They found the five-masted schooner Carroll A. Deering run aground on the outer Diamond Shoals near Cape Hatteras, North Carolina. She had last been seen two days earlier off Cape Lookout Lighthouse, about 110km (70 miles) southwest of her current location. The crew had been seen on the quarterdeck, one of whom shouted out, reporting that the ship had lost her anchors.
On the morning of 31 January 1921, the sun rose over Diamond Shoals to find the Carroll A. Deering stuck in the breakers at the far-eastern point of North Carolina’s Outer Banks, where the cold waters of the Labrador Current collide with the warm waters of the Gulf Stream, making for consistently nasty seas.
The seas had pounded her hull for four days before the U.S. Coast Guard arrived to investigate. On board, they found the vessel in good condition. The men searched throughout the ship, the silence broken only by the creaking of boards and the sound of the sea smashing against the hull.
It was an eerie, unsettling scene. There was no trace of the crew and all personal effects were gone. The ship’s papers, chronometer, log, navigating instruments, even the ship’s clock, were nowhere to be seen. And yet food was left soaking in water, in preparation for the next meal.
It soon came to light that nine other ships had gone missing around the same time, never to be heard of again.
Inevitably speculation and popular mythology turned the story to legend, but attempts to explain this mysterious, vexing blackhole in the Atlantic continue today.
Over the years, much has been made of the Bermuda Triangle. Over a period of 35 years, the area claimed some 700 boats and more than 120 planes, although relatively few were lost in mysterious circumstances. The numbers seem high, but according to Lloyd’s of London, for the level of traffic in the region, the numbers are not extraordinary or even surprising. Neither do they charge higher insurance rates for ships operating in the area.
The mystery of the Bermuda Triangle feeds into a primal fear of the human psyche – a fear of the unknown, of the supernatural, of a force that we can’t measure or explain. But where did the legend come from? And despite all the evidence against any phenomenon, why does it continue to haunt us?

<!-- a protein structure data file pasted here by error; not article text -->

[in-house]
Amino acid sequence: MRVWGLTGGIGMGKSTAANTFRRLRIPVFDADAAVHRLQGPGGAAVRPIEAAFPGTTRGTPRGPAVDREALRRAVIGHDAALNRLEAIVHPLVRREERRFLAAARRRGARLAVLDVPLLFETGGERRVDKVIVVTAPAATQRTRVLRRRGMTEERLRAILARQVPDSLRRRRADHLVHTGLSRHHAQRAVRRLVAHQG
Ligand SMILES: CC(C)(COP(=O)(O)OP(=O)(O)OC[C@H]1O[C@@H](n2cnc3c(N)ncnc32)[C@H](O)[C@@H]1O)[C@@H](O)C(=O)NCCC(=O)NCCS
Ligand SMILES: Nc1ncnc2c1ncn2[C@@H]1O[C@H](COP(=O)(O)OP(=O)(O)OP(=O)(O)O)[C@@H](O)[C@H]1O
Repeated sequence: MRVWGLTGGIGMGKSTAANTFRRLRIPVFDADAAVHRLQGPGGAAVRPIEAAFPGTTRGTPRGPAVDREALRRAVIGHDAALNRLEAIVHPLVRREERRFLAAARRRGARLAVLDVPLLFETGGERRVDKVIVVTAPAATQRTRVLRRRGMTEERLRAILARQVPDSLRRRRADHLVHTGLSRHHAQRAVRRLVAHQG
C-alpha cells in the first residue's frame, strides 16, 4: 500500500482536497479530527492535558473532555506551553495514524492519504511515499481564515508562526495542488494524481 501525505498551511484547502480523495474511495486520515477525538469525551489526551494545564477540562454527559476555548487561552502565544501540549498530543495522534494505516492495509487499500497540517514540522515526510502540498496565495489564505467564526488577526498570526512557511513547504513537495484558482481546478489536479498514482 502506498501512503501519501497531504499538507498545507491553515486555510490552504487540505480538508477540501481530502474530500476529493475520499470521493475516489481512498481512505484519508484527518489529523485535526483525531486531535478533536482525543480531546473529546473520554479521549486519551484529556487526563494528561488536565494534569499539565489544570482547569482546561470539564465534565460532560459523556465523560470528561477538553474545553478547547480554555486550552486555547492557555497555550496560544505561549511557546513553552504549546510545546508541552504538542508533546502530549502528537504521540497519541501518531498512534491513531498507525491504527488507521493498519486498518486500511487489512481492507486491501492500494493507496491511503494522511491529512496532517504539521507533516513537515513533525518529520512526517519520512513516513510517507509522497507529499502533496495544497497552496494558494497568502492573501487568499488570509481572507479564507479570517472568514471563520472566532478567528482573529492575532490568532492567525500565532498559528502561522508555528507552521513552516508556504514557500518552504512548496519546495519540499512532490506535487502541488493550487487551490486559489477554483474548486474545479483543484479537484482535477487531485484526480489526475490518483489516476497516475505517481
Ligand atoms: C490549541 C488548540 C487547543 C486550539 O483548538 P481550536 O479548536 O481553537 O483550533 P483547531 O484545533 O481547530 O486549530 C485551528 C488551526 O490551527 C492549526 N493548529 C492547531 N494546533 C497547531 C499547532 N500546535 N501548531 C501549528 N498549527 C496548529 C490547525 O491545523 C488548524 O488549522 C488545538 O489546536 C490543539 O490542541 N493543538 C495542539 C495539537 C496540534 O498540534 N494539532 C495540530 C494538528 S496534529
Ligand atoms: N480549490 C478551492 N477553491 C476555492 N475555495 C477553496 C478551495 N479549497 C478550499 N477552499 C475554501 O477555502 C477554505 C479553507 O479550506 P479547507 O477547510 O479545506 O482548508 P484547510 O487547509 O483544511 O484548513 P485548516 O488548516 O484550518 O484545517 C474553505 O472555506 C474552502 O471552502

A simple news story
On 17 September 1950, the Associated Press released a story by one of its Miami-based writers, E. V. W. Jones. In the story, Jones doesn’t document a harrowing anomaly, but rather tries to illustrate that, for all the technological advancements made by modern man, nature is still a force to be reckoned with. “The miles add up to a vast unknown into which a hundred and more persons have flown or sailed within brief memory, to be swallowed up just as ships were swallowed in the old sailing days,” he wrote.
He went on to cite five examples of disappearances – four aircraft and one ship – which took place between 1945 and 1950 in a somewhat triangulated region off Florida’s Atlantic coast. One of these, the case of U.S. Navy Flight 19 - where five torpedo bombers left Fort Lauderdale never to be seen again – would become one of the Bermuda Triangle’s most perplexing mysteries.
On 5 December 1945, Flight 19 departed Fort Lauderdale on a training exercise. They were scheduled to fly more than 500km (300 miles) over the Atlantic – a routine exercise for the military. The planes never returned and one of the search-and-rescue planes sent out with a 13-man crew also disappeared.
The mystery has never been fully resolved, though the Navy attributes the disappearance to a combination of pilot error and low fuel.
Two years later, Fate magazine published a story titled “Sea Mystery at Our Back Door,” which re-examined Flight 19. The article was the first to point out the triangular area now known as the Bermuda Triangle, though the exact vertices have shifted significantly depending on the author. Scores of other articles and books were published over the following decade, with the supernatural and mysterious elements growing more robust with each telling.
The actual phrase “Bermuda Triangle” was coined by Vincent Gaddis in an article in Argosy magazine in 1964 – an article he expanded into a book one year later called, “Invisible Horizons: True Mysteries of the Sea.”
The race was now on: Three more books were published by 1974, the most successful of which was “The Bermuda Triangle” written by Charles Berlitz, selling nearly 20 million copies in 30 languages. Berlitz outlined many theories in the book, but the most enticing to readers centred around the lost city of Atlantis.
UFOs, pyramids and Atlantis
Endless supernatural theories have been populaized over the years. Most of the early theorists tried to explain the disappearances through the natural world. However, that didn’t last long.